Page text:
If we are to remain preeminent in transforming knowledge into economic value, America's system of higher education must remain the world's leader in generating scientific and technological breakthroughs and in meeting the challenge to educate workers. With two-thirds of our high school graduates now enrolling in college and a growing proportion of adult workers seeking opportunities for retooling, our institutions of higher learning now bear the overwhelming responsibility for ensuring that our society is prepared for the demands of rapid economic change.

What our colleges and universities produce is highly valued in today's economy. The rise in that value over the past several decades has been reflected in a widening spread between compensation paid to college-educated workers relative to those with less schooling. Accordingly, college enrollment rates among new U.S. high school graduates have been rising. And despite competitive pressures to improve university education abroad, almost one-third of all students who leave their home countries to study elsewhere choose to study in the United States. In recent years, the most popular fields of study for both groups have been business and management, but, as you are all aware, interest in life sciences, math, and computer sciences has been growing rapidly.

Another measure of the value placed on university education is the rising propensity of older workers to return to school. Today, more than one-fourth of all undergraduates are over thirty years old; one-fifth of these older students are enrolled in full-time programs. These individuals are already responding to the need to seek retooling during their careers. As a result, education is increasingly becoming a lifelong activity. Businesses are now looking for employees who are prepared to continue learning and who recognize that maintaining their human capital will require persistent hard work and flexibility.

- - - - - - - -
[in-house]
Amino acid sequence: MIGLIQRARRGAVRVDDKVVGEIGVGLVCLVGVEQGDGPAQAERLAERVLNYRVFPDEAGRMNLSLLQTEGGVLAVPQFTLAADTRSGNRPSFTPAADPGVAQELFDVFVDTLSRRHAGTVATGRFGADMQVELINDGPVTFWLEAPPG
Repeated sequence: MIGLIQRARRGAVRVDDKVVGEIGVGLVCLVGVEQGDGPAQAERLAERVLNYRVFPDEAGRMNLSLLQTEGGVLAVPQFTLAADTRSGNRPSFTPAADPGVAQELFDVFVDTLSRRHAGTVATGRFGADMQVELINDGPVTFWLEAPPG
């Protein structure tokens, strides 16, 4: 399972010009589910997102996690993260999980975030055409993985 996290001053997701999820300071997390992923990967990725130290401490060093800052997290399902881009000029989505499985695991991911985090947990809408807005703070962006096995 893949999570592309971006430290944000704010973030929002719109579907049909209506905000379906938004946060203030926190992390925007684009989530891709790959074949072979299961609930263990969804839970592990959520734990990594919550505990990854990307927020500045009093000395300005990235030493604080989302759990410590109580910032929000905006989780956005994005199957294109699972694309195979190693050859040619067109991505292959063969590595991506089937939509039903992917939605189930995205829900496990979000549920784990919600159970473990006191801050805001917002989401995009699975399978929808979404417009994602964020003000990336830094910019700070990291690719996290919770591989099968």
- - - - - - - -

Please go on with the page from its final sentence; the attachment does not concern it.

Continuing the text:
The press for lifelong learning and the availability of technology have spawned a variety of education initiatives outside the traditional classroom. Courses now can be taken "at a distance" over the Internet. These are just the newest in a series of attempts to move learning closer to workers on the job and to make it more relevant to changing business needs. Although many of these new programs focus on specific, applied skill training, some degree-granting programs already exist, and companies that have successfully developed interactive educational software for the classroom are looking to move it online. Competition is the necessary driving force toward delivering a superior product or service. We should not shy away from it. Colleges and universities are being challenged to evaluate how new information technologies can best be employed in their curricula and their delivery systems.

Beyond these more practical issues, the most significant challenge facing our universities is to ensure that teaching and research continue to unleash the creative intellectual energy that drives our system forward. As the conceptual share of the value added in our economic processes continues to grow, the ability to think abstractly will be increasingly important across a broad range of professions. Critical awareness and the abilities to hypothesize, to interpret, and to communicate are essential elements of successful innovation in a conceptual-based economy.